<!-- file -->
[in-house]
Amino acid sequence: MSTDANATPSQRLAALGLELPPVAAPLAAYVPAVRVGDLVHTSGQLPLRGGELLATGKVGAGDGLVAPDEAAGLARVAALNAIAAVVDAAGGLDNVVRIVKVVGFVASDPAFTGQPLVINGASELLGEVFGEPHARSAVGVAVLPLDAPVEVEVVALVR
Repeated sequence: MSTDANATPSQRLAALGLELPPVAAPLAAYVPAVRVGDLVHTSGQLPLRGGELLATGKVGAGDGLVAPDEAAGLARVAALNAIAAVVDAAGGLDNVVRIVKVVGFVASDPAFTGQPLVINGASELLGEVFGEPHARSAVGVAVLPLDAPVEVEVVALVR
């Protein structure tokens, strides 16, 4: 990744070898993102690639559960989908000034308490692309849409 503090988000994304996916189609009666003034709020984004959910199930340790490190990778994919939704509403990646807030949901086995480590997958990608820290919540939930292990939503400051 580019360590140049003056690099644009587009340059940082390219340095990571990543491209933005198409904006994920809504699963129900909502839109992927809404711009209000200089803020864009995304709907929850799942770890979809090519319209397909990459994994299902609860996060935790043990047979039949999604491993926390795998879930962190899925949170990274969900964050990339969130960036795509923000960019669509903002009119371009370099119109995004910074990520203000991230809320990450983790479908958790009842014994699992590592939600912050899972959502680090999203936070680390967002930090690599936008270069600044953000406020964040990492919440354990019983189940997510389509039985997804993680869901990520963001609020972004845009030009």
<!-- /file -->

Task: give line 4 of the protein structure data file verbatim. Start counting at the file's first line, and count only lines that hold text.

């Protein structure tokens, strides 16, 4: 990744070898993102690639559960989908000034308490692309849409 503090988000994304996916189609009666003034709020984004959910199930340790490190990778994919939704509403990646807030949901086995480590997958990608820290919540939930292990939503400051 580019360590140049003056690099644009587009340059940082390219340095990571990543491209933005198409904006994920809504699963129900909502839109992927809404711009209000200089803020864009995304709907929850799942770890979809090519319209397909990459994994299902609860996060935790043990047979039949999604491993926390795998879930962190899925949170990274969900964050990339969130960036795509923000960019669509903002009119371009370099119109995004910074990520203000991230809320990450983790479908958790009842014994699992590592939600912050899972959502680090999203936070680390967002930090690599936008270069600044953000406020964040990492919440354990019983189940997510389509039985997804993680869901990520963001609020972004845009030009």